Walking with Beasts

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9780563537632: Walking with Beasts

Since the dinosaurs died out over 65 million years ago our planet has been dominated by mammals. A succession of bizarre evolutionary specimens have come and gone -- from walking whales to sabre-toothed cats -- yet many of these magnificent creatures have never been visualized before. Now, for the first time, spectacular and unfamiliar animals are recreated and set in the context of their world. Walking with Prehistoric Beasts reveals the extraordinary ancestors of modern mammals and the arrival of man, bringing to life the roots of our heritage. Following on from the hugely-acclaimed Walking with Dinosuars, Walking with Prehistoric Beasts recreates the creatures and landscapes of post-dinosaur Earth; transporting us to the icy plains of the mammoth, dark forests stalked by giant carnivorous birds, and deserts dominated by 16 ton Indricotheres. From the tiny fruit-eating primate Apidium, to the powerful chalicotheres, whose curved claws forced them to walk on their knuckles, the lives of these little known creatures are vividly brought to life. Meet the bizarre hose-nosed Macrauchenia, and the Deodicurus, a giant armadillo with a spiked club for a tail; run with cat-sized horses and rhino-sized carnivorous pigs, hunt with the skull-crushing Andrewsarchus, and walk with the very first humans. Illustrated boxes describe the latest scientific evidence that led to the reconsturctions of these creatures, while character boxes provide information on behavior and habitats. The text is illustrated throughout with ground-breaking computer graphic images to offer a unique record of lost worlds never seen before and reveal many of the most spectacular periods in Earth's history. Also available, accompanying the Walking with Prehistoric Beasts TV series, are books for children, home videos, a DVD, and a CD of the soundtrack from the series.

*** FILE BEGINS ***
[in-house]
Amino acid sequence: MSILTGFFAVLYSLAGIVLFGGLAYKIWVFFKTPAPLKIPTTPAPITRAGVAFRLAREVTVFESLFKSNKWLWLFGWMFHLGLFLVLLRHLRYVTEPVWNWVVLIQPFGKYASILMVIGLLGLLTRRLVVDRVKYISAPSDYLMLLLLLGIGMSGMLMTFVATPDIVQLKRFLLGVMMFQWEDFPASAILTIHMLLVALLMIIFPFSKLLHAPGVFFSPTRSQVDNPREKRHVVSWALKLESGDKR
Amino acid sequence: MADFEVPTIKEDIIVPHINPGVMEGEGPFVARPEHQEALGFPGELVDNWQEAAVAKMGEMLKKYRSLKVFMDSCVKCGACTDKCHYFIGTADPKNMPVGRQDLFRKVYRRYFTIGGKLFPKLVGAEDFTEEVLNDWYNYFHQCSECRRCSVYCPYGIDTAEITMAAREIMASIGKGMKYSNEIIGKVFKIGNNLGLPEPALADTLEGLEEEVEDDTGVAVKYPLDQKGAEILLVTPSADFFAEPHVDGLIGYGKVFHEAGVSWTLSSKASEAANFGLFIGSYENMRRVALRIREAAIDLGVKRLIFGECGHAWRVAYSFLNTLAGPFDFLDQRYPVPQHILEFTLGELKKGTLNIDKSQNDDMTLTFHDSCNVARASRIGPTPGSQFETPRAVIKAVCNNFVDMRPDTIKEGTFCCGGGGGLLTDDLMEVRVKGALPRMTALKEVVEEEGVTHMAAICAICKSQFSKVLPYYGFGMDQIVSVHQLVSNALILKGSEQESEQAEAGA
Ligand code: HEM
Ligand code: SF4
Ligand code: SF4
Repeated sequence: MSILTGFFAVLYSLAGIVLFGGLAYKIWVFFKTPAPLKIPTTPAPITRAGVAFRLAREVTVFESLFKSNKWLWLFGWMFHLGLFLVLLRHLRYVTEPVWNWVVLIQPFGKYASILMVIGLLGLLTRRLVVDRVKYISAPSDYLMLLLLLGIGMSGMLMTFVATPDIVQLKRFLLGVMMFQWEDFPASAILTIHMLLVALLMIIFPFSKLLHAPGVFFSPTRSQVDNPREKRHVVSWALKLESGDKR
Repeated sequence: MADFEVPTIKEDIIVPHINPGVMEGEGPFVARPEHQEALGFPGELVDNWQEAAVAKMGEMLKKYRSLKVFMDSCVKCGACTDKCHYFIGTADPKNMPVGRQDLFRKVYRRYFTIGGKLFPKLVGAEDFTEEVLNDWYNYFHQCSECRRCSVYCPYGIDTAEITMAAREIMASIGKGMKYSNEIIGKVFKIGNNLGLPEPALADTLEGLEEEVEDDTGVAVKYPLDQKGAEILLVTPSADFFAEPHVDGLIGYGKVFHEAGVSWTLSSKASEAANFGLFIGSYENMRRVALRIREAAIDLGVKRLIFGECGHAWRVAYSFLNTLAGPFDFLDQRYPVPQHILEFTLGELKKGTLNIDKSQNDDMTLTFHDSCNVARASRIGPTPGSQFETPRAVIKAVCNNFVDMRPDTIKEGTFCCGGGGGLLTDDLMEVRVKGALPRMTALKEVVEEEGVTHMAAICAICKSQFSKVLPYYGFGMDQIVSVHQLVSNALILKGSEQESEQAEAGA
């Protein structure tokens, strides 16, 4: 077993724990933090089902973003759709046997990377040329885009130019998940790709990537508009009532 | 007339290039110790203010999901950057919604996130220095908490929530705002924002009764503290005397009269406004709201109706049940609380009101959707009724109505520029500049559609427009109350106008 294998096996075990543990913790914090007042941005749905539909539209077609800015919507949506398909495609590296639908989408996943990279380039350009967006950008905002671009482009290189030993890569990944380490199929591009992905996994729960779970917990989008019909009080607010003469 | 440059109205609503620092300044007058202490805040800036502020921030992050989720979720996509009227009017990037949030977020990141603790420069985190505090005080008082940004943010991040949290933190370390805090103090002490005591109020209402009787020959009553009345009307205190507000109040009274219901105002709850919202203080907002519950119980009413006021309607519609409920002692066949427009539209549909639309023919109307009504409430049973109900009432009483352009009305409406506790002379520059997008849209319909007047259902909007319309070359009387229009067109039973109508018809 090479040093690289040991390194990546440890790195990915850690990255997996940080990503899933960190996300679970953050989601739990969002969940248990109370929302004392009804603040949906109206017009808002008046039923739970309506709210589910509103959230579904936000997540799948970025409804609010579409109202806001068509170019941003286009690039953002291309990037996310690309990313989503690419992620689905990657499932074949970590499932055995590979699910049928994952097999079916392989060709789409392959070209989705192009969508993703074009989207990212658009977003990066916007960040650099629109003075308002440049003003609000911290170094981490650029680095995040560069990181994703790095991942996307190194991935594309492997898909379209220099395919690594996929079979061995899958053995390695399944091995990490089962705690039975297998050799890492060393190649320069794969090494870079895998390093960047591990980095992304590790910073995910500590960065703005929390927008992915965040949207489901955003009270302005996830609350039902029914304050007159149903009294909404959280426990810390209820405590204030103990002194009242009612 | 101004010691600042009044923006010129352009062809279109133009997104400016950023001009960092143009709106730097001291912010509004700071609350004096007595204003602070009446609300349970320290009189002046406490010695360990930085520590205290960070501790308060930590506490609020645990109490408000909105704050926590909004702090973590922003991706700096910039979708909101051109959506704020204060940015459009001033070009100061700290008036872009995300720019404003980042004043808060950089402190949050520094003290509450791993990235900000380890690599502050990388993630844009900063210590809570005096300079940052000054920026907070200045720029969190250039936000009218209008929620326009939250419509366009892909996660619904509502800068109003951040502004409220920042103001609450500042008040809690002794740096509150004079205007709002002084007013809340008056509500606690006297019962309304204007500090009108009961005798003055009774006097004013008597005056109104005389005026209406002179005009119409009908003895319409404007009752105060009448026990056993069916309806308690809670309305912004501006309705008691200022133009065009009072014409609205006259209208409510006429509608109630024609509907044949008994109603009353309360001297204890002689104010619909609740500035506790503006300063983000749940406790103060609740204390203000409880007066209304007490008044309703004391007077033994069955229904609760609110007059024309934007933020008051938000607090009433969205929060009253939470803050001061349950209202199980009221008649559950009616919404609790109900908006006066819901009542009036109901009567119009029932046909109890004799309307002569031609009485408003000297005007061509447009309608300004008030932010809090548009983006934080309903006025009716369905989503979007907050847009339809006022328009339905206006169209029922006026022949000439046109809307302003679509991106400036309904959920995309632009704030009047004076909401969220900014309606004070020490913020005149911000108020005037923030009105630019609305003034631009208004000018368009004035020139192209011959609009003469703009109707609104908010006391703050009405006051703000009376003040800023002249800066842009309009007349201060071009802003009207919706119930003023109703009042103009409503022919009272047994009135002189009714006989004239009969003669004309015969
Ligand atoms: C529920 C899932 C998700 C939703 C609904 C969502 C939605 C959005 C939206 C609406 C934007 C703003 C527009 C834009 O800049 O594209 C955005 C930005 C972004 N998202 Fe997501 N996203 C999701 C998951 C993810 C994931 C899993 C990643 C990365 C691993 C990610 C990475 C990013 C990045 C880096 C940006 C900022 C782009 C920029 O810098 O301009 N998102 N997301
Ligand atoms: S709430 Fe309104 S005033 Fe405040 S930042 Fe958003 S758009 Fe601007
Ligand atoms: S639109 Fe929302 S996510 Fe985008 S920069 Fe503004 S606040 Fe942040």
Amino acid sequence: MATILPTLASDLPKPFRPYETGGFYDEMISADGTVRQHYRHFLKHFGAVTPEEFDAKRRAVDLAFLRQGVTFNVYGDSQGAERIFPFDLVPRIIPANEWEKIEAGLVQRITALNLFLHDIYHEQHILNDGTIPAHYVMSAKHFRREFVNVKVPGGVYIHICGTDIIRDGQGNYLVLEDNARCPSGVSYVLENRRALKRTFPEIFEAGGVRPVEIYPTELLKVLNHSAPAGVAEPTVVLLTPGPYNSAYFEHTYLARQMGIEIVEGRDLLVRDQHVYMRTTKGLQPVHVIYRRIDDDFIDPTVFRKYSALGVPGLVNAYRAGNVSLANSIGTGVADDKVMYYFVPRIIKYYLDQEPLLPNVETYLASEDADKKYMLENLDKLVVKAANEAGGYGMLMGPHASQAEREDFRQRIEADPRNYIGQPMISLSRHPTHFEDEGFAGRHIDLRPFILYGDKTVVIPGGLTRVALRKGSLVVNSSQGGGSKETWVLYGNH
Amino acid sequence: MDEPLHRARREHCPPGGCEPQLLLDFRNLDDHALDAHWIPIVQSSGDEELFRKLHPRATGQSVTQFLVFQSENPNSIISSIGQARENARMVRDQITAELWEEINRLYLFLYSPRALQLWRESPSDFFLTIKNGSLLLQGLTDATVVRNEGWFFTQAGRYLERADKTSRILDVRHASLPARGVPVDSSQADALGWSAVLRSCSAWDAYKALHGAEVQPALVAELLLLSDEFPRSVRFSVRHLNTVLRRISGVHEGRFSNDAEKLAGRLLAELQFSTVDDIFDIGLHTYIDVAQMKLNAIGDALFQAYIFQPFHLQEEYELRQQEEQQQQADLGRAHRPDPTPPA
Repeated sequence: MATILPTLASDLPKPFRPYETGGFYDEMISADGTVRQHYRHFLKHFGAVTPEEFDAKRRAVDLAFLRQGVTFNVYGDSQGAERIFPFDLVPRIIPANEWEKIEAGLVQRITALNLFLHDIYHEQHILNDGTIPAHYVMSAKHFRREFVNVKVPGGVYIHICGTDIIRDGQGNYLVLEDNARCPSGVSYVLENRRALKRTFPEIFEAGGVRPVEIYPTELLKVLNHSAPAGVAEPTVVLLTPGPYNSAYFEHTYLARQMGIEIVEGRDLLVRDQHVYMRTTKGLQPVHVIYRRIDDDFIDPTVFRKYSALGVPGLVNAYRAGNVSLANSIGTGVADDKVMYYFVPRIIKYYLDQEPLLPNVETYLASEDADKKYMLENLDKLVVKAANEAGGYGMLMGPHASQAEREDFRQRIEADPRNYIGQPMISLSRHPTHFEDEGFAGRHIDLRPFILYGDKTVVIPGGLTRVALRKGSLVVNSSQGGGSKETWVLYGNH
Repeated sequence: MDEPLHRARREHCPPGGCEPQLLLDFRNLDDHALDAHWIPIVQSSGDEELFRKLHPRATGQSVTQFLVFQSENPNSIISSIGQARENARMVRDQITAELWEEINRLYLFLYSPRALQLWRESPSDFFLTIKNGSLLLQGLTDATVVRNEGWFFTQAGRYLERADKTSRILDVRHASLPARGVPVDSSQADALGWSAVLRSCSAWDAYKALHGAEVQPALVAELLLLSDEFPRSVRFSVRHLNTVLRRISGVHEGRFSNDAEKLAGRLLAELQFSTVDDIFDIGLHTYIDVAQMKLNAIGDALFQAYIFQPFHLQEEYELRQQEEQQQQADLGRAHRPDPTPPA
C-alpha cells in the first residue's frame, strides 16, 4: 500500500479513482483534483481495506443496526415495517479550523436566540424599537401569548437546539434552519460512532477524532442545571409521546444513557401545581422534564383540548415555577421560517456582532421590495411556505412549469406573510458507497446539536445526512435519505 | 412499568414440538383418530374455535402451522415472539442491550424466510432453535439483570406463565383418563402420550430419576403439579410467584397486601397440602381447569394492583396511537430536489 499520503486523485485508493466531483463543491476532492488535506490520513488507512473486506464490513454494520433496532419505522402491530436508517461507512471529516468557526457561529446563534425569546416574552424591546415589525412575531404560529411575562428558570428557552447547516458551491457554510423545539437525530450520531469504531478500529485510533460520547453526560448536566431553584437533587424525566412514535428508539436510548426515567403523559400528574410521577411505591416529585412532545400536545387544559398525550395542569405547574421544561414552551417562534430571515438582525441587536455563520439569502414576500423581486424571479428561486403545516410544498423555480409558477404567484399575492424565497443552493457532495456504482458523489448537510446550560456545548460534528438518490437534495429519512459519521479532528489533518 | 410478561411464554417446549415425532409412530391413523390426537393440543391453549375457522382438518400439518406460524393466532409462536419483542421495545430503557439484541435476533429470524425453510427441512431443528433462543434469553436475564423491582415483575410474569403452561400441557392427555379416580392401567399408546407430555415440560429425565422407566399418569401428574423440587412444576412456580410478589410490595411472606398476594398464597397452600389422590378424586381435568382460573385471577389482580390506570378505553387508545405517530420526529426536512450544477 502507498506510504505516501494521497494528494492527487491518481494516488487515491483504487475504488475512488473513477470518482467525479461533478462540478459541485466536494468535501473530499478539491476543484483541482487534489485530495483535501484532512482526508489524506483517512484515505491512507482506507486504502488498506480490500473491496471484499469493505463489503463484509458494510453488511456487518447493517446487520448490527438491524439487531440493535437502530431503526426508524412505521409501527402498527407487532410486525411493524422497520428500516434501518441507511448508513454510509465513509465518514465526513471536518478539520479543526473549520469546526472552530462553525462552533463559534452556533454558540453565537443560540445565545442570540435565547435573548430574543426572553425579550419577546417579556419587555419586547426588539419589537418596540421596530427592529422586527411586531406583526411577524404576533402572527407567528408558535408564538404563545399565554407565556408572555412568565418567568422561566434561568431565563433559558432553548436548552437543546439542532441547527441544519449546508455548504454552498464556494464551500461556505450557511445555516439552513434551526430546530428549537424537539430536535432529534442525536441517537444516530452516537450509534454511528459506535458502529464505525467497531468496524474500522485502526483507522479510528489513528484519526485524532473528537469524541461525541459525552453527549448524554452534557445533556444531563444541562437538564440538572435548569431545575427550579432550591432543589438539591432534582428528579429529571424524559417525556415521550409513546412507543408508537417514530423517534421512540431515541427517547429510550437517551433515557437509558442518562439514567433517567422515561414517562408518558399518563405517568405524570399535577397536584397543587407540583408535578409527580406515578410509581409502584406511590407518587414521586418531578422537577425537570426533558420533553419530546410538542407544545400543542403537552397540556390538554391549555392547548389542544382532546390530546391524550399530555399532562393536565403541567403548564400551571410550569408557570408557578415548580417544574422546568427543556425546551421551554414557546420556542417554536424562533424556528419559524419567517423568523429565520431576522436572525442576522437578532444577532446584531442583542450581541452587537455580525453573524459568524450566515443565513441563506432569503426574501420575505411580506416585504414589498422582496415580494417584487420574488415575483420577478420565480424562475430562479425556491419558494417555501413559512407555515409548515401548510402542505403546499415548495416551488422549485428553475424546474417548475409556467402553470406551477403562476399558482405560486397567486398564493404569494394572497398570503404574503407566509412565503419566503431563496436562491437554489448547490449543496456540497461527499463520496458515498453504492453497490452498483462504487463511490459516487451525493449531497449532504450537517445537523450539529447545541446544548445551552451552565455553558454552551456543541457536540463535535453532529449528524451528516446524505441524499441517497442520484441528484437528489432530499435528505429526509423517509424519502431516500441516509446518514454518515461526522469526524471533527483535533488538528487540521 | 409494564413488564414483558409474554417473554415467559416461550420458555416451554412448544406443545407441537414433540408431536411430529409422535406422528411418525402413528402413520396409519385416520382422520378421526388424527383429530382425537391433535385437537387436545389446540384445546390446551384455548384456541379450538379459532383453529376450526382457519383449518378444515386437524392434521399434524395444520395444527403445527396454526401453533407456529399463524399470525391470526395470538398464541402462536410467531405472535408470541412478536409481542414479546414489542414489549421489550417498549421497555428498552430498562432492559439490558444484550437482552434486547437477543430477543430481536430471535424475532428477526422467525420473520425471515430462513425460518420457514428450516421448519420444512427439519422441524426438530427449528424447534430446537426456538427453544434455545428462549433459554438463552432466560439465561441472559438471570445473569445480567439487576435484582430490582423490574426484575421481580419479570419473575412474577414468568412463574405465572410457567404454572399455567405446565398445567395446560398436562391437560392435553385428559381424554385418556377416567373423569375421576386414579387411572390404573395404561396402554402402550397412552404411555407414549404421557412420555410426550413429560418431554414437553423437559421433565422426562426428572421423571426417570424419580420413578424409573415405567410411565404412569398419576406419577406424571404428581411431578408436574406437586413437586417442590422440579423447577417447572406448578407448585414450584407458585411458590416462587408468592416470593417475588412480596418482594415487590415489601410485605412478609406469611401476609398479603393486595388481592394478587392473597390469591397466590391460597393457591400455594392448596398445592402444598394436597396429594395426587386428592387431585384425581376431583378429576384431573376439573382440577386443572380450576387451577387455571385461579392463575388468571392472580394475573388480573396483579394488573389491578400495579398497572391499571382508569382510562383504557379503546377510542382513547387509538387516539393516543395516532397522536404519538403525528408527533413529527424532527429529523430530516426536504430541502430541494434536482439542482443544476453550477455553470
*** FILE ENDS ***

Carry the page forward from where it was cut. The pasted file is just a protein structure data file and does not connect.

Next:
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About the Author:

Tim Haines joined the Nature program at the BBC TV Natural History Unit in 1987 before moving to BBC TV Science. He has worked on many of the major BBC science series, and has produced a number of award-winning programs, including the Ice Mummy trilogy. He was the creator and Series Producer of Walking with Dinosaurs, and wrote the accompanying book. He is Executive Producer of Walking with Prehistoric Beasts. Daren Horley pursued a freelance career in traditional illustration before discovering the digital world. In 1997 he joined the compupter animation team at Framestore where he designed and painted the skins of the animals in Walking with Dinosuars. He is now Framstore's digital painting supervisor, working across a number of projects including Walking with Prehistoric Beasts.